Two brief encounters last night, like book-ends to an overlong evening at the year-end staff party in a local school.
After a familiar brown face peered out at me from a passing car, I found the owner of the face loitering near one of the local homes sheltering young migrants awaiting validation of their papers. He attended a few of my workshops and shows a natural talent for writing. In fact, in one of those workshops, he told me his life ambition was to be a poet, but he’d settle for social work. Well, he’s made a success of his school year so they’ve signed him up for a Bac Pro (the French designation for a trade-oriented B.A.). In social work? Literature? No, in Entretien des équipements industriels (Maintenance of Industrial Equipment).
He laughed – sort of – when he said it and added he couldn’t send me emails anymore because the computers didn’t work in the Home. I told him to sign up for my sessions in August and, in the meantime, to read through his writing and attempt to combine into one powerful statement the many attempts he’d made throughout the text at getting a certain something across.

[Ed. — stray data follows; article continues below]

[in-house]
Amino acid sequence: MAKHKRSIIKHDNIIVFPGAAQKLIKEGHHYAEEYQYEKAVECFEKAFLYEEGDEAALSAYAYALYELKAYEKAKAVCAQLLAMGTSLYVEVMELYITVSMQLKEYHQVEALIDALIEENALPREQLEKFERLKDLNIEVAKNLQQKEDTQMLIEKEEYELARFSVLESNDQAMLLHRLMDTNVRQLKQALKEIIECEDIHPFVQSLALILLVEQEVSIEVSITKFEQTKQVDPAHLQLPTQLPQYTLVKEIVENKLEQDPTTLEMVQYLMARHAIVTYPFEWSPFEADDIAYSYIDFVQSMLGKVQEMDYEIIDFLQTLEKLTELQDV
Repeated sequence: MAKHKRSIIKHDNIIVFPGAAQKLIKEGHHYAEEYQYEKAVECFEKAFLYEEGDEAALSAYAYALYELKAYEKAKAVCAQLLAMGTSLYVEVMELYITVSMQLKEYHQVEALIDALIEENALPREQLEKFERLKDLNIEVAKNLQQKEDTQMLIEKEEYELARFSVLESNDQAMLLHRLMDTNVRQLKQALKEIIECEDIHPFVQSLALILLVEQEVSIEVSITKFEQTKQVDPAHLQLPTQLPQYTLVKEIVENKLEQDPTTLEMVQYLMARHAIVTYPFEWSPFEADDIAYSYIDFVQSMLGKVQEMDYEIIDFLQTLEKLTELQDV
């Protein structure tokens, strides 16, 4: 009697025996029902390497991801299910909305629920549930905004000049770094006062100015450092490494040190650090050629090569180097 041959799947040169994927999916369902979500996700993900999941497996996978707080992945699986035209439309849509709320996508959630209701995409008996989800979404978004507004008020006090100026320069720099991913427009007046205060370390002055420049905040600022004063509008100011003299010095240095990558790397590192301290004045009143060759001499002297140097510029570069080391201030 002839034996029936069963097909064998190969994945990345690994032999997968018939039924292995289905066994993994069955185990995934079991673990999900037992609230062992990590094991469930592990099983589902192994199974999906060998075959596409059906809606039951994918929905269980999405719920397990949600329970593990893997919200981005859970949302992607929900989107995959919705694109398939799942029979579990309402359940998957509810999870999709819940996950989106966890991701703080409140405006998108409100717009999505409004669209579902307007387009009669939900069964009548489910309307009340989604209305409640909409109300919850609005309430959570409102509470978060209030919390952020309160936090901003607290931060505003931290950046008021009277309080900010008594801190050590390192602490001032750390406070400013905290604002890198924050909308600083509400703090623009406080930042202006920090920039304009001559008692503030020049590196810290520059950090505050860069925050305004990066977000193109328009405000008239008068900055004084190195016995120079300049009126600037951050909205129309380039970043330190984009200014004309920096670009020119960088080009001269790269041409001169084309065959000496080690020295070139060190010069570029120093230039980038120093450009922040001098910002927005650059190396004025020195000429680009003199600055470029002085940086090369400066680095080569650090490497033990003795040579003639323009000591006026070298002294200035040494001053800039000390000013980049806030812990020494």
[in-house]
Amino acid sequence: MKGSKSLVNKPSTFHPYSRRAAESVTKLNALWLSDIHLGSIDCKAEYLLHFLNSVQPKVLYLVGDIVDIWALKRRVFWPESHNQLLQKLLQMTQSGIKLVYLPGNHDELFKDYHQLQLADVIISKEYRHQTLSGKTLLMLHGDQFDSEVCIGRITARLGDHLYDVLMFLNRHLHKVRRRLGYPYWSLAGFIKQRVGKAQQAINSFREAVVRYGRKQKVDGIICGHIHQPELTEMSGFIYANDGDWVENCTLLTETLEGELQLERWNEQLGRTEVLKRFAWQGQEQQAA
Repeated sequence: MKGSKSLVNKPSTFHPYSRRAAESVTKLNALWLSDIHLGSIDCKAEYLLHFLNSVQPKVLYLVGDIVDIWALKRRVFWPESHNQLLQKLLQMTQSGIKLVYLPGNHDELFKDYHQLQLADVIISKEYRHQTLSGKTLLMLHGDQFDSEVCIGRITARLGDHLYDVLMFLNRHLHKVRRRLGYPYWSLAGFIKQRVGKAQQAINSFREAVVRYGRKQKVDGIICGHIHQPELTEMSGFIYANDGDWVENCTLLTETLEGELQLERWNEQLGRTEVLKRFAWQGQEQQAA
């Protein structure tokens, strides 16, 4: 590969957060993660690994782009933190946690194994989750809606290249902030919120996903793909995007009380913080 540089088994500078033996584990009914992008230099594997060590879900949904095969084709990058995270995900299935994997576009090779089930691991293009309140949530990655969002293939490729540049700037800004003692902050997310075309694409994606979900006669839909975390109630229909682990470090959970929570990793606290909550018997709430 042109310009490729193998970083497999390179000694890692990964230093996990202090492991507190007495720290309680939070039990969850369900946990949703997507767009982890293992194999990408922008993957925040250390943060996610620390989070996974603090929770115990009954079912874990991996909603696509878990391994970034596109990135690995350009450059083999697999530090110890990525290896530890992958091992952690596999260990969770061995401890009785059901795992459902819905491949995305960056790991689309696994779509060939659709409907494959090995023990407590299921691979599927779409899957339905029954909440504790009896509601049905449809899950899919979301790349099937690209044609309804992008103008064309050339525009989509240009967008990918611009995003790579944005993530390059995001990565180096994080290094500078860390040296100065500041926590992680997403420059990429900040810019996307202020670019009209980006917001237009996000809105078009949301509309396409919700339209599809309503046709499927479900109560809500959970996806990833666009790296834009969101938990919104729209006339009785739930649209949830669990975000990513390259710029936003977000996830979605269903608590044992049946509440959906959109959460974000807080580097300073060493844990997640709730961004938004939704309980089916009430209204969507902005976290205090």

The walk home involved an isolated stretch between the stadium and the pool where I keep a wary eye and a jaunty step. A group of teen-aged boys approached, thoroughly engrossed in their world – no problem there. Then a solitary figure came my way. I gave him a crisp bonsoir in the murky light. He answered something I couldn’t make out as I walked by, then called out Madame in a light voice. The voice was so soft, I hesitated before turning. He laid a hand on his heart to show his good intentions and came closer. “I’m Salah,” he said and I recognized the boy I coached (for a total of four hours…) prior to his French literature exam. He didn’t have the results yet, but he was pleased. The luck of the draw landed him a text by Voltaire to comment and he’d applied the rules I’d pointed out, he said. Held out his hand for a handshake, smiled, said merci with all the hardware glinting on his teeth, and took off.
Something quite beautiful picked out this morning of an article in Le Monde about French poet Yves Bonnefoy who died yesterday at age ninety-three. « La tâche du poète est de montrer un arbre, avant que notre intellect nous dise que c’est un arbre, » he once wrote. (The poet’s task is to show a tree before our intellect tells us it’s a tree.)
Maybe the same applies to fiction writing. Slow going at the moment, in my case. There’s some fascinating stuff to translate (for a fee? wheeeee!) for a circus group and a puppet theatre. Papers, emergencies, laundry, friends…hop-hop-hop.
Allez? hop-hop-hop. Or maybe at a slower, steadier clip because I’m not keeping a hop-hop-hop kind of pace these days.